We’ve been meaning for some time to comment on Jennifer Ryan’s The Chilbury Ladies’ Choir. It arrived unexpectedly in August from a friend who clearly understands our taste in reading. An epistolatory novel revolving around the village in the year 19141, we opened it expecting something in the style of Miss Read.
For the most part it was. The plots were all transparent enough that we could guess the outcomes, and quotidian enough to sit comfortably next to the world of Thrush Green (we never did learn to love Faiarcre). Now and then though it defied expectations. The end of the first act saw it veer sharply into realism, and while that should have jarred with the soap-bubble existence of the Chibury women, it didn’t because the author knew how to pay off on consequences and grow her characters.
It does fall down in plausibility every now and again. We know that much of the story owes to various real-life experiences reported to the author, and don’t doubt these things did happen; on the page though, some of them strain credulity. As we’ve said before, reality is no defence for fiction. Sometimes the mechanics in place to sustain a plot simply overburden a story, and occasionally we saw that happen here. For our part we could have done with more from little Sylvie and less about the swapped babies (though we hasten to add that Clara Palfry was a wonderful creation but.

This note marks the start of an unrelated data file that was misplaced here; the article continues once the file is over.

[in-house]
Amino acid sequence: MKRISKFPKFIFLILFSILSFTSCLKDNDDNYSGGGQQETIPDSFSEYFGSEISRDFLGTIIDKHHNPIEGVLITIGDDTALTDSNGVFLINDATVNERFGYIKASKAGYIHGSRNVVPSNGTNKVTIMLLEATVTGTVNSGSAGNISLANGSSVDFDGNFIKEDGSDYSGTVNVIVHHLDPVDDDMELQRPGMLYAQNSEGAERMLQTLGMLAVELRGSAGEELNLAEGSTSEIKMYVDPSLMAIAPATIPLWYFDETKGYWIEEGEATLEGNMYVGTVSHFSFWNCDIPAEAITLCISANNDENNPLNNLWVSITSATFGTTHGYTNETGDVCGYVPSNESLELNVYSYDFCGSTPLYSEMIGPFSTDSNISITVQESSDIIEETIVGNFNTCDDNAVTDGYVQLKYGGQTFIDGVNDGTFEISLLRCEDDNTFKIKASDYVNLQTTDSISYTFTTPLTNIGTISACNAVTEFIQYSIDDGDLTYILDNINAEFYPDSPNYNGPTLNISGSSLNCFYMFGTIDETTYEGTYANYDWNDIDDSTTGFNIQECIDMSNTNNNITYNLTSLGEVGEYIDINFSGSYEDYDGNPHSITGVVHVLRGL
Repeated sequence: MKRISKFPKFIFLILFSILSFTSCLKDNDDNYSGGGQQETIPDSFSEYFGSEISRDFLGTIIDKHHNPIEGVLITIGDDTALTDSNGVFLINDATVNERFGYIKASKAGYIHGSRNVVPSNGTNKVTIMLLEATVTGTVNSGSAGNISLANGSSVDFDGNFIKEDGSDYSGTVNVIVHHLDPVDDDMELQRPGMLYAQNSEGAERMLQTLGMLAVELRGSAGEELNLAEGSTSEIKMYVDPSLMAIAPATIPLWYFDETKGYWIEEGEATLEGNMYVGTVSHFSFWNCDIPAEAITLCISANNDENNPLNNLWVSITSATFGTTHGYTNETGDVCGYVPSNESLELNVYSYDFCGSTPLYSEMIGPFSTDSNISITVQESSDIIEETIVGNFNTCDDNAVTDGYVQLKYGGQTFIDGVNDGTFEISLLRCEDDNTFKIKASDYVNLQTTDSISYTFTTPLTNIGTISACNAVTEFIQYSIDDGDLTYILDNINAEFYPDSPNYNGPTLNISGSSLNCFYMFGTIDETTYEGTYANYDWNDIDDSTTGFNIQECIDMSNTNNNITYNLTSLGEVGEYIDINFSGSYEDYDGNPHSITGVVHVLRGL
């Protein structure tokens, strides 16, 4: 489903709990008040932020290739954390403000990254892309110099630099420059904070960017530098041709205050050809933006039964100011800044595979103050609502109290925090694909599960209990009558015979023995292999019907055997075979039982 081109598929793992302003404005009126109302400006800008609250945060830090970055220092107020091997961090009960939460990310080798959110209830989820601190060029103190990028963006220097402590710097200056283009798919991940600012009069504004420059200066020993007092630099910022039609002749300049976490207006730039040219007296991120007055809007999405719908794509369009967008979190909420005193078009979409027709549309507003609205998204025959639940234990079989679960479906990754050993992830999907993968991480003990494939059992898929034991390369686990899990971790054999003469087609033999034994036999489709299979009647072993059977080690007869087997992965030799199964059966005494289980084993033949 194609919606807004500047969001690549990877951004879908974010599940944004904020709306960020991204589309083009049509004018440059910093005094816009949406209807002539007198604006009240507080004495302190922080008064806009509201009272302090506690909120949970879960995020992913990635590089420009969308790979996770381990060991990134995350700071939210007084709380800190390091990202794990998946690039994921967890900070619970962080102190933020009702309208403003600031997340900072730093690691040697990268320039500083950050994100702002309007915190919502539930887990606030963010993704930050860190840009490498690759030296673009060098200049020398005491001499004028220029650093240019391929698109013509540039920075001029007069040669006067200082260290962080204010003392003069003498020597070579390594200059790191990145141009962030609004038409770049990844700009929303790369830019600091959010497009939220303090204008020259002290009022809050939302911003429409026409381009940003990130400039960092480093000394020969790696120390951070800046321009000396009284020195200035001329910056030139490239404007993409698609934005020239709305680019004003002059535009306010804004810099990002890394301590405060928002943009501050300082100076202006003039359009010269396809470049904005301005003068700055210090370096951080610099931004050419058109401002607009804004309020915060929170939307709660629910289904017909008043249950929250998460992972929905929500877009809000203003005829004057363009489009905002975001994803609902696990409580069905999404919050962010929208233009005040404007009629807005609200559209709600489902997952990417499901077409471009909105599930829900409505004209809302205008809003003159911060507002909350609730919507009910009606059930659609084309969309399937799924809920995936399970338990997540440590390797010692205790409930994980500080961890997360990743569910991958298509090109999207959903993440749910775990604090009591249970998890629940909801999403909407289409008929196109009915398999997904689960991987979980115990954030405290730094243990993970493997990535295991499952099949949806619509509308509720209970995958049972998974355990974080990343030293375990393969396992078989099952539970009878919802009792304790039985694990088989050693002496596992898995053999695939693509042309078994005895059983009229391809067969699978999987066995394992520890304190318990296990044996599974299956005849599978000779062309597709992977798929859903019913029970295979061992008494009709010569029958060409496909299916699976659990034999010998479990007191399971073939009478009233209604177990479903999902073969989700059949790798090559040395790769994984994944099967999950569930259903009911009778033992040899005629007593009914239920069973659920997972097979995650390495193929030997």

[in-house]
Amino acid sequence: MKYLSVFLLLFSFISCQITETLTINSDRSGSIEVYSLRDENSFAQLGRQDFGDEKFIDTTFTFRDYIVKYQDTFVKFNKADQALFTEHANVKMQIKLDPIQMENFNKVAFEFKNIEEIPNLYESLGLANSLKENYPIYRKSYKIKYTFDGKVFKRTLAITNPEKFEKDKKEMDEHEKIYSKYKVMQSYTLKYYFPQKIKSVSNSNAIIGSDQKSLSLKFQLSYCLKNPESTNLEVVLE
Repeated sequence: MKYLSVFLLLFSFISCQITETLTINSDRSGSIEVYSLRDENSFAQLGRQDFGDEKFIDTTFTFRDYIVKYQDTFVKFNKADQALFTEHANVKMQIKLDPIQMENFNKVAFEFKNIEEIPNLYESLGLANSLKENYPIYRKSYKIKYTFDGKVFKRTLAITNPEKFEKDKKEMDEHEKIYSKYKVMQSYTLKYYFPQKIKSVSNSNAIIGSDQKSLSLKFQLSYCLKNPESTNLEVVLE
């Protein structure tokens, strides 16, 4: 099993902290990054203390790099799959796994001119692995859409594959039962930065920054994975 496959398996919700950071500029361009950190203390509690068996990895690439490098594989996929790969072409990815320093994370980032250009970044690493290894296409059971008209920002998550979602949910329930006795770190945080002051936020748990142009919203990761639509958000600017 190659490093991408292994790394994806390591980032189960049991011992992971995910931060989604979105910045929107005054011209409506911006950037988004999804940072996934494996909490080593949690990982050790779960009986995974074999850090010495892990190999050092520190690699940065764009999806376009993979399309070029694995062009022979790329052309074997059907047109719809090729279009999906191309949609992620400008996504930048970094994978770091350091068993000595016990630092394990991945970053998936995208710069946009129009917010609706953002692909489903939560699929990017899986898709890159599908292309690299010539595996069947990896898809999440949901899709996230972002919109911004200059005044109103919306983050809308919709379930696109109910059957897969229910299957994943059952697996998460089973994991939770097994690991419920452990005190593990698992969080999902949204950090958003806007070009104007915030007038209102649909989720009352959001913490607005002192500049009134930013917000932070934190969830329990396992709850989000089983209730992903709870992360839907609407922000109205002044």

None of that should detract from the narrative craft on display Ryan handles a broad cast with deftness and balance, rounding out all of them just enough to leave the impression that we have got to know all of these characters equally. Each volta or turn brings with it unlooked for depths, with the result that even when predictions about plots and characters are met there are still ideas to be explored and deeps unplumbed yet.
Perhaps most satisfying was Ryan’s refusal to give into the fairytale ending when it presented itself. It would have been the easy and obvious choice with a book so comfortably readable as The Chilbury Ladies Choir, but at no stage does Ryan take it. Instead we get enough hopefulness and enough mundanity to ground the story of the Chilbury Ladies Choir solidly in a world recognisably our own. The result is an optimistic story with a warm heart, that makes for light but satisfying reading.
The paucity of tenors and basses it turns out is a problem that echoes through the ages, and while here there is undeniable poignancy in the SSA status of the choir, we can’t help finding that more than a little gratifying, especially when it makes for such a good narrative. And it’s nice to know we at All Saints’ are in good company. After all, even choirs are only human.